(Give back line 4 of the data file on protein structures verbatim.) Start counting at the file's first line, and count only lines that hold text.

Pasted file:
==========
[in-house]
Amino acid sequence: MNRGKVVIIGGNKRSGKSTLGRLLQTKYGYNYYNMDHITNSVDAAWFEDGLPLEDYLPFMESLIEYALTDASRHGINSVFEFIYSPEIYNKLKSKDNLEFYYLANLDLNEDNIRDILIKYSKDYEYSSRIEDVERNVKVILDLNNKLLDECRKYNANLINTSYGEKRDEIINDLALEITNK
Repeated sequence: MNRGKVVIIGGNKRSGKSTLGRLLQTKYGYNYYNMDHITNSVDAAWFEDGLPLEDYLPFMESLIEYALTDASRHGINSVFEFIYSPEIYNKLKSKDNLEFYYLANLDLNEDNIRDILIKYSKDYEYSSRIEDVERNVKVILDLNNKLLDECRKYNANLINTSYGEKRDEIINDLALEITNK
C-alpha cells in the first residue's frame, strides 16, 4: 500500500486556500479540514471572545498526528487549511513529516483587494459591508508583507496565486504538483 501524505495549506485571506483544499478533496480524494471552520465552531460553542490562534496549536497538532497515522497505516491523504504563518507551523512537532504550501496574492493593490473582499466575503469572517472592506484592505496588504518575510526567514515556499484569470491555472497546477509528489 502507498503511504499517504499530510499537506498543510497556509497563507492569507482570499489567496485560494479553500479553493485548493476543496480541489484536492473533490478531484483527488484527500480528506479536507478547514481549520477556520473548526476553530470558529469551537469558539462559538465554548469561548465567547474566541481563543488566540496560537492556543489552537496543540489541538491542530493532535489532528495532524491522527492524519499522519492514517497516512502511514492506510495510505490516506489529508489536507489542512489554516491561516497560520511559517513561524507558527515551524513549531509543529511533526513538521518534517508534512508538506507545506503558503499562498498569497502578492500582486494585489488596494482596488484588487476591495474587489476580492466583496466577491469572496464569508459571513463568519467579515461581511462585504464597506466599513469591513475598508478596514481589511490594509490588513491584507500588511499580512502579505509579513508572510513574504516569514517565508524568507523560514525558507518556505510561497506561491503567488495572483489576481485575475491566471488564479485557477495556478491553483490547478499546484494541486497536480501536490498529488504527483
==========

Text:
C-alpha cells in the first residue's frame, strides 16, 4: 500500500486556500479540514471572545498526528487549511513529516483587494459591508508583507496565486504538483 501524505495549506485571506483544499478533496480524494471552520465552531460553542490562534496549536497538532497515522497505516491523504504563518507551523512537532504550501496574492493593490473582499466575503469572517472592506484592505496588504518575510526567514515556499484569470491555472497546477509528489 502507498503511504499517504499530510499537506498543510497556509497563507492569507482570499489567496485560494479553500479553493485548493476543496480541489484536492473533490478531484483527488484527500480528506479536507478547514481549520477556520473548526476553530470558529469551537469558539462559538465554548469561548465567547474566541481563543488566540496560537492556543489552537496543540489541538491542530493532535489532528495532524491522527492524519499522519492514517497516512502511514492506510495510505490516506489529508489536507489542512489554516491561516497560520511559517513561524507558527515551524513549531509543529511533526513538521518534517508534512508538506507545506503558503499562498498569497502578492500582486494585489488596494482596488484588487476591495474587489476580492466583496466577491469572496464569508459571513463568519467579515461581511462585504464597506466599513469591513475598508478596514481589511490594509490588513491584507500588511499580512502579505509579513508572510513574504516569514517565508524568507523560514525558507518556505510561497506561491503567488495572483489576481485575475491566471488564479485557477495556478491553483490547478499546484494541486497536480501536490498529488504527483